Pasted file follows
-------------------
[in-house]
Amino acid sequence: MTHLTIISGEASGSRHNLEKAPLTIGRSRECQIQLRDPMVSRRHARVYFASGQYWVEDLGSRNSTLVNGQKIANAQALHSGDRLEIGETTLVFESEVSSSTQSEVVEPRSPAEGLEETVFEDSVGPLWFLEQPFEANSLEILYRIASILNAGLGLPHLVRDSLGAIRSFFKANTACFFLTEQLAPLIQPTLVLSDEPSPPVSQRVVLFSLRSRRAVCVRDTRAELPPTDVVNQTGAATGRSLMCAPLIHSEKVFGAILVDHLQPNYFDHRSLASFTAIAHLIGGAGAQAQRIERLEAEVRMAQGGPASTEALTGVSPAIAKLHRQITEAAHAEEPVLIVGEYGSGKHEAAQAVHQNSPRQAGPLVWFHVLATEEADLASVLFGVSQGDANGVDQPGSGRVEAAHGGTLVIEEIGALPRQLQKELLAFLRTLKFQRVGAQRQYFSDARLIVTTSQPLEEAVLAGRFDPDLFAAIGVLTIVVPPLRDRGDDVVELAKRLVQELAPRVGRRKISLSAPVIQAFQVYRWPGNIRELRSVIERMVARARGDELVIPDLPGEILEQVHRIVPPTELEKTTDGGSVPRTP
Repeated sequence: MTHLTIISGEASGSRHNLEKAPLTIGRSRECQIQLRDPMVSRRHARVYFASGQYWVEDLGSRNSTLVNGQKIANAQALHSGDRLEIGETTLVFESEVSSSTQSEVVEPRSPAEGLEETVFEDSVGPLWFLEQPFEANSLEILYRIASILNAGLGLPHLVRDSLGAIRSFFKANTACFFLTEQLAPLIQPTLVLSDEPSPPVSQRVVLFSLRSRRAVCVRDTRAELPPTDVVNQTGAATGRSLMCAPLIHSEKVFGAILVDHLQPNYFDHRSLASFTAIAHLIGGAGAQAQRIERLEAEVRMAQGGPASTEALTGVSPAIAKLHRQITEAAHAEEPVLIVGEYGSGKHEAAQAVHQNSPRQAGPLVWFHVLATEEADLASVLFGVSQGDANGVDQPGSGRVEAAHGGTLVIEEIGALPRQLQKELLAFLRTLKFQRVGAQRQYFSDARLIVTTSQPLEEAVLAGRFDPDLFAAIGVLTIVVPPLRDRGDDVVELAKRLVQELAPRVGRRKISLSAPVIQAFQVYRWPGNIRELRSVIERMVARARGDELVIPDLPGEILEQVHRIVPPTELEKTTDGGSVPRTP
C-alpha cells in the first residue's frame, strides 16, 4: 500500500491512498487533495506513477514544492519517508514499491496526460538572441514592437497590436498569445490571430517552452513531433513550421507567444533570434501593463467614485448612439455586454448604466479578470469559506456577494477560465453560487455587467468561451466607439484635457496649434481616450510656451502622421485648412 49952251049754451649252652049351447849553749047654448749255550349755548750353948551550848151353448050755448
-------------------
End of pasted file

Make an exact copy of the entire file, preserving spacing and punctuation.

[in-house]
Amino acid sequence: MTHLTIISGEASGSRHNLEKAPLTIGRSRECQIQLRDPMVSRRHARVYFASGQYWVEDLGSRNSTLVNGQKIANAQALHSGDRLEIGETTLVFESEVSSSTQSEVVEPRSPAEGLEETVFEDSVGPLWFLEQPFEANSLEILYRIASILNAGLGLPHLVRDSLGAIRSFFKANTACFFLTEQLAPLIQPTLVLSDEPSPPVSQRVVLFSLRSRRAVCVRDTRAELPPTDVVNQTGAATGRSLMCAPLIHSEKVFGAILVDHLQPNYFDHRSLASFTAIAHLIGGAGAQAQRIERLEAEVRMAQGGPASTEALTGVSPAIAKLHRQITEAAHAEEPVLIVGEYGSGKHEAAQAVHQNSPRQAGPLVWFHVLATEEADLASVLFGVSQGDANGVDQPGSGRVEAAHGGTLVIEEIGALPRQLQKELLAFLRTLKFQRVGAQRQYFSDARLIVTTSQPLEEAVLAGRFDPDLFAAIGVLTIVVPPLRDRGDDVVELAKRLVQELAPRVGRRKISLSAPVIQAFQVYRWPGNIRELRSVIERMVARARGDELVIPDLPGEILEQVHRIVPPTELEKTTDGGSVPRTP
Repeated sequence: MTHLTIISGEASGSRHNLEKAPLTIGRSRECQIQLRDPMVSRRHARVYFASGQYWVEDLGSRNSTLVNGQKIANAQALHSGDRLEIGETTLVFESEVSSSTQSEVVEPRSPAEGLEETVFEDSVGPLWFLEQPFEANSLEILYRIASILNAGLGLPHLVRDSLGAIRSFFKANTACFFLTEQLAPLIQPTLVLSDEPSPPVSQRVVLFSLRSRRAVCVRDTRAELPPTDVVNQTGAATGRSLMCAPLIHSEKVFGAILVDHLQPNYFDHRSLASFTAIAHLIGGAGAQAQRIERLEAEVRMAQGGPASTEALTGVSPAIAKLHRQITEAAHAEEPVLIVGEYGSGKHEAAQAVHQNSPRQAGPLVWFHVLATEEADLASVLFGVSQGDANGVDQPGSGRVEAAHGGTLVIEEIGALPRQLQKELLAFLRTLKFQRVGAQRQYFSDARLIVTTSQPLEEAVLAGRFDPDLFAAIGVLTIVVPPLRDRGDDVVELAKRLVQELAPRVGRRKISLSAPVIQAFQVYRWPGNIRELRSVIERMVARARGDELVIPDLPGEILEQVHRIVPPTELEKTTDGGSVPRTP
C-alpha cells in the first residue's frame, strides 16, 4: 500500500491512498487533495506513477514544492519517508514499491496526460538572441514592437497590436498569445490571430517552452513531433513550421507567444533570434501593463467614485448612439455586454448604466479578470469559506456577494477560465453560487455587467468561451466607439484635457496649434481616450510656451502622421485648412 49952251049754451649252652049351447849553749047654448749255550349755548750353948551550848151353448050755448